Coronaviruses are a group of viruses that cause diseases in mammals and birds. In humans, coronaviruses cause respiratory tract infections that are typically mild, such as the common cold. Howver,, other forms such as SARS, MERS, and COVID-19 can be lethal.
Coronaviruses comprise the subfamily Orthocoronavirinae, in the family Coronaviridae, order Nidovirales. They are enveloped viruses with a positive-sense single-stranded RNA genome and a nucleocapsid of helical symmetry. The genome size ranges from approximately 27 to 34 kilobases, the largest among known RNA viruses. The coronavirus particles are typically decorated with large (~20 nm), club- or petal-shaped surface projections (the "peplomers" or "spikes"). In electron micrographs this is visualized by spherical particles that create an image reminiscent of the solar corona. The 5' end of the coronavirus genome has a methylated cap and the 3' end has a polyadenylated tail. The viral envelope, obtained by budding through membranes of the endoplasmic reticulum (ER) or Golgi apparatus, contains the S (spike) and M (membrane) virus-specified protein. Glycoprotein S comprises the large surface projections, while M is a triple-spanning transmembrane protein. The phosphoprotein N (nucleocapsid) is another important structural protein, which is responsible for the helical symmetry of the nucleocapsid that encloses the genomic RNA.
Figure 1. Images of the virions of the coronaviruses SARS-CoV, MERS-CoV and SARS-CoV-2.
After entry into the host cell, the coronavirus particle is uncoated, and its genome enters the cell cytoplasm. Coronavirus genomes encode a protein called RNA-dependent RNA polymerase (RdRp). This protein allows the viral genome to be transcribed into new RNA copies using the host cell's machinery. The RdRp is the first protein to be made. Once the sequence encoding the RdRp is translated, translation is stopped by a stop codon. This is known as a nested transcript. When the mRNA transcript only encodes one gene, it is monocistronic. Coronavirus non-structural proteins provide extra fidelity to replication, because they confer a proofreading function, which is lacking in RNA-dependent RNA polymerase enzymes alone.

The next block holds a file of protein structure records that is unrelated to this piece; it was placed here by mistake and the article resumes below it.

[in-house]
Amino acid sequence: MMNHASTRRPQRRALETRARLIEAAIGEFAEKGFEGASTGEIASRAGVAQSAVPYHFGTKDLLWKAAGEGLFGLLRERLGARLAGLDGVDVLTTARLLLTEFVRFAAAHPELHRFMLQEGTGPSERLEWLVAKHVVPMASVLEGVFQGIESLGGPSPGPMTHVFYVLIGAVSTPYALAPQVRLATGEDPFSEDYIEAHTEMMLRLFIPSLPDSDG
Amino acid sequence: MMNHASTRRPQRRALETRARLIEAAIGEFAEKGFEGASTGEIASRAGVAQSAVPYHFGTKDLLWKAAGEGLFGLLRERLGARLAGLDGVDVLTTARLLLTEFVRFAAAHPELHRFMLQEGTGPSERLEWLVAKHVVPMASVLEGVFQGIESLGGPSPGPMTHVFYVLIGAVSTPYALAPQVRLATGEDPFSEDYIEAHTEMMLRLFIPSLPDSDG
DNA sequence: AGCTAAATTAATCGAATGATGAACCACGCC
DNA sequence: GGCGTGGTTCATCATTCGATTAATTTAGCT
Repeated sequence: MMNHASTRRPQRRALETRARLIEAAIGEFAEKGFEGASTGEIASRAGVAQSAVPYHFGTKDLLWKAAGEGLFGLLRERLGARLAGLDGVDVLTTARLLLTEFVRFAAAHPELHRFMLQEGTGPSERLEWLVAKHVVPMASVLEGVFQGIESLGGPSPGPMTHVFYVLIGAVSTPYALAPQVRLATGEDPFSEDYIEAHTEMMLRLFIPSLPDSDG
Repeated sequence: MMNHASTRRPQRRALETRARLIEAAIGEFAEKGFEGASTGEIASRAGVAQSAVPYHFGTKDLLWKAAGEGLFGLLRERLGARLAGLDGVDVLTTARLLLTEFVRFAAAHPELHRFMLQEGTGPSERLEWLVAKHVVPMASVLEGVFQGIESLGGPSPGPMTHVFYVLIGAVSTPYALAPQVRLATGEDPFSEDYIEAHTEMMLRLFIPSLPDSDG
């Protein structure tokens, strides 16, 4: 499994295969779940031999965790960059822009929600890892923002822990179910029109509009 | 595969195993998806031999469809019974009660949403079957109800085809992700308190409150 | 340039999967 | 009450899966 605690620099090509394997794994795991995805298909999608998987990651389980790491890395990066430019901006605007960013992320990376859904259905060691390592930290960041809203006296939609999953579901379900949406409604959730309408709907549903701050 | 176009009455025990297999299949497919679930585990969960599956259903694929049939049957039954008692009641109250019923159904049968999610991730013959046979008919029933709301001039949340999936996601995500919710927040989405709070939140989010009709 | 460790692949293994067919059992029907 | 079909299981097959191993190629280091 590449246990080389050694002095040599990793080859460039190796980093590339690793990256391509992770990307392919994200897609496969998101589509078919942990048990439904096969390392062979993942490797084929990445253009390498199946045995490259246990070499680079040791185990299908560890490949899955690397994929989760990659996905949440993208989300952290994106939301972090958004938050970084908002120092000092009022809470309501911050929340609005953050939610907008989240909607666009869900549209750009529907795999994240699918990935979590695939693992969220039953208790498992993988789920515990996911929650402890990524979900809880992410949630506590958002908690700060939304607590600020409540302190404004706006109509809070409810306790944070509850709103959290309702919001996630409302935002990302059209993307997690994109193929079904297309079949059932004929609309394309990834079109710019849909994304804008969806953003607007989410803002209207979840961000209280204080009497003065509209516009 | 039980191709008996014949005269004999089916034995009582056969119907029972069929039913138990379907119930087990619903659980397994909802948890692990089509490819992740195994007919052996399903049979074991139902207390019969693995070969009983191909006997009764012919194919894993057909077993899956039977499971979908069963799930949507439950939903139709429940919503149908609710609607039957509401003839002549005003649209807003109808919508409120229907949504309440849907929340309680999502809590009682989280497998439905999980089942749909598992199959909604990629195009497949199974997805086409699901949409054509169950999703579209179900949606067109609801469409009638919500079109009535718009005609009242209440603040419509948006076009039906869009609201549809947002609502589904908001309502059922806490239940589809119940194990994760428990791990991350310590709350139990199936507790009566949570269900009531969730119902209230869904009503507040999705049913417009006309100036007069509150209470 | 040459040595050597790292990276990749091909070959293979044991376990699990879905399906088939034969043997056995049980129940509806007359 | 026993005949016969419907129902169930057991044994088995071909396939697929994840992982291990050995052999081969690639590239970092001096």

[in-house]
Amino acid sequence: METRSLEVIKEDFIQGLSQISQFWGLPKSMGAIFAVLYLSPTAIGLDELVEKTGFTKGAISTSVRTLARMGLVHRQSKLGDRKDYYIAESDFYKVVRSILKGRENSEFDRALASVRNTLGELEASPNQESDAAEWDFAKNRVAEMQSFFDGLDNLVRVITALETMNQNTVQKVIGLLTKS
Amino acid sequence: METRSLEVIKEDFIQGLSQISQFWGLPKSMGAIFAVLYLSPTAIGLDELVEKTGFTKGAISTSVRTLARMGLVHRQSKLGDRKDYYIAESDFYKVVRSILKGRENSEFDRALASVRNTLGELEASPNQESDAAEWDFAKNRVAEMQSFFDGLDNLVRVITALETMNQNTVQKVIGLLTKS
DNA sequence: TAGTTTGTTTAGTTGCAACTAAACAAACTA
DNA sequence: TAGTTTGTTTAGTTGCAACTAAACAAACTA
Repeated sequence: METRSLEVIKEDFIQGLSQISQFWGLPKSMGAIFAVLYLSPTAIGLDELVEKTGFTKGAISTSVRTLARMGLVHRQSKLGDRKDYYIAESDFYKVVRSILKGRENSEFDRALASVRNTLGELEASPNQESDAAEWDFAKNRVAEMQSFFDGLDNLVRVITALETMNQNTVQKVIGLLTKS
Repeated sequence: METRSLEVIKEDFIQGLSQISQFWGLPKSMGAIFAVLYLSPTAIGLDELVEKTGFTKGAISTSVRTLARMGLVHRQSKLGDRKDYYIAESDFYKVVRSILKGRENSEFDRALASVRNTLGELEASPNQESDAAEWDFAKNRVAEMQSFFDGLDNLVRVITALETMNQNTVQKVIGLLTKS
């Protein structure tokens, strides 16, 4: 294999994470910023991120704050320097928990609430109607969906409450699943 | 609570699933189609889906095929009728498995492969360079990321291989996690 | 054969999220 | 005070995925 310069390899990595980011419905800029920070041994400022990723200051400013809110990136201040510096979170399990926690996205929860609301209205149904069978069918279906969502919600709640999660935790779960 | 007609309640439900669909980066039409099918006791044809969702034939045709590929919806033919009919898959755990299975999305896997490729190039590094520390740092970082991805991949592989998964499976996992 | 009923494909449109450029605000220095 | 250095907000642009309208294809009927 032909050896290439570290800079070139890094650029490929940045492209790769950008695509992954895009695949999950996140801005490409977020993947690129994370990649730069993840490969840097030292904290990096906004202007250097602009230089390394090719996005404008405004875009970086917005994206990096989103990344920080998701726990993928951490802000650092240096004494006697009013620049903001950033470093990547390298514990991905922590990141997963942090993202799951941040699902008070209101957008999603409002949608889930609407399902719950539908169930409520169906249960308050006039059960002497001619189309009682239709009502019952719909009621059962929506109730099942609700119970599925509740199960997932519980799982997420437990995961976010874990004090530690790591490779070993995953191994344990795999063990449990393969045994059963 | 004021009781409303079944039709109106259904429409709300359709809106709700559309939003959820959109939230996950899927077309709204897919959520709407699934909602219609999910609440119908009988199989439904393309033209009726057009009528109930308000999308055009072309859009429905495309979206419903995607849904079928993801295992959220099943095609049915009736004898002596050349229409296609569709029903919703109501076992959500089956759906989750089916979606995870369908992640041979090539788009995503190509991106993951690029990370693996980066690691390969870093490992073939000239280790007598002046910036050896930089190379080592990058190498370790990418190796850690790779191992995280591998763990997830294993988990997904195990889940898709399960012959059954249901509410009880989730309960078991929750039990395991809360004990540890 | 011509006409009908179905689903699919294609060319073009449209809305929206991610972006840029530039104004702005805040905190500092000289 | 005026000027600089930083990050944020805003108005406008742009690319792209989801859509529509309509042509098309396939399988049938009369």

The genome is replicated and a long polyprotein where all of the proteins are attached is formed. Coronaviruses have a protease which is able to cleave the polyprotein. This process is a form of genetic economy, allowing the virus to encode the greatest number of genes in a small number of nucleotides.
Coronaviruses are believed to cause 15 to 30% of all common colds in adults and children. Seven strains of human coronaviruses are known:
- Human coronavirus 229E (HCoV-229E)
- Human coronavirus OC43 (HCoV-OC43)
- Severe acute respiratory syndrome coronavirus (SARS-CoV)
- Human coronavirus NL63 (HCoV-NL63, New Haven coronavirus)
- Human coronavirus HKU1
- Middle East respiratory syndrome-related coronavirus (MERS-CoV)
- Severe acute respiratory syndrome coronavirus 2 (SARS-CoV-2), previously known as 2019-nCoV, "novel coronavirus 2019" or COVID-19
Severe acute respiratory syndrome coronavirus 2 (SARS-CoV-2)
SARS-CoV-2, previously known by the provisional name 2019 novel coronavirus (2019-nCoV). The virus has close genetic similarity to bat coronaviruses, from which it likely originated. An intermediate reservoir such as a pangolin is also thought to be involved in its introduction to humans. From a taxonomic perspective SARS-CoV-2 is classified as a strain of the species severe acute respiratory syndrome-related coronavirus (SARSr-CoV). To avoid confusion with the disease SARS, the WHO refers to the virus as "the virus responsible for COVID-19" in public health communications.